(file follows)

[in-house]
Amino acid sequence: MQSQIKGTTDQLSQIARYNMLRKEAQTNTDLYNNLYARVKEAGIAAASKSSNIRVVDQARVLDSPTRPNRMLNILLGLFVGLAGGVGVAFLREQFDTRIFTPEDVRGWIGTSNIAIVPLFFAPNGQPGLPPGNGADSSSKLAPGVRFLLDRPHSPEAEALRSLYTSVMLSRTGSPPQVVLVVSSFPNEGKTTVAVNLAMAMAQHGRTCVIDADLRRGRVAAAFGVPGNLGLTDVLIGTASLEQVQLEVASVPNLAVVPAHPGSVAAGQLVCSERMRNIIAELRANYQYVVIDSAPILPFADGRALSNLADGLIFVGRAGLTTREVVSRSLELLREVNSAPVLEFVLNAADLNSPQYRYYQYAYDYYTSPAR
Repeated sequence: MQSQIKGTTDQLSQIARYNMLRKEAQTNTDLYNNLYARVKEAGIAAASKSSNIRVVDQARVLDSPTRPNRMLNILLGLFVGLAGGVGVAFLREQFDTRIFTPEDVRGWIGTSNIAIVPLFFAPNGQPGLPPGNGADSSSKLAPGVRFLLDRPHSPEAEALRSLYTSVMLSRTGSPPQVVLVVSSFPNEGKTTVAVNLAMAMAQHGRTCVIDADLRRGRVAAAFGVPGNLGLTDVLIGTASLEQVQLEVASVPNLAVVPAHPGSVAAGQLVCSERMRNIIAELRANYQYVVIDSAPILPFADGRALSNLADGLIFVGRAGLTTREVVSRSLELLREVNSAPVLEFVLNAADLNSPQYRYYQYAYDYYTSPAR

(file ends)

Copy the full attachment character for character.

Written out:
[in-house]
Amino acid sequence: MQSQIKGTTDQLSQIARYNMLRKEAQTNTDLYNNLYARVKEAGIAAASKSSNIRVVDQARVLDSPTRPNRMLNILLGLFVGLAGGVGVAFLREQFDTRIFTPEDVRGWIGTSNIAIVPLFFAPNGQPGLPPGNGADSSSKLAPGVRFLLDRPHSPEAEALRSLYTSVMLSRTGSPPQVVLVVSSFPNEGKTTVAVNLAMAMAQHGRTCVIDADLRRGRVAAAFGVPGNLGLTDVLIGTASLEQVQLEVASVPNLAVVPAHPGSVAAGQLVCSERMRNIIAELRANYQYVVIDSAPILPFADGRALSNLADGLIFVGRAGLTTREVVSRSLELLREVNSAPVLEFVLNAADLNSPQYRYYQYAYDYYTSPAR
Repeated sequence: MQSQIKGTTDQLSQIARYNMLRKEAQTNTDLYNNLYARVKEAGIAAASKSSNIRVVDQARVLDSPTRPNRMLNILLGLFVGLAGGVGVAFLREQFDTRIFTPEDVRGWIGTSNIAIVPLFFAPNGQPGLPPGNGADSSSKLAPGVRFLLDRPHSPEAEALRSLYTSVMLSRTGSPPQVVLVVSSFPNEGKTTVAVNLAMAMAQHGRTCVIDADLRRGRVAAAFGVPGNLGLTDVLIGTASLEQVQLEVASVPNLAVVPAHPGSVAAGQLVCSERMRNIIAELRANYQYVVIDSAPILPFADGRALSNLADGLIFVGRAGLTTREVVSRSLELLREVNSAPVLEFVLNAADLNSPQYRYYQYAYDYYTSPAR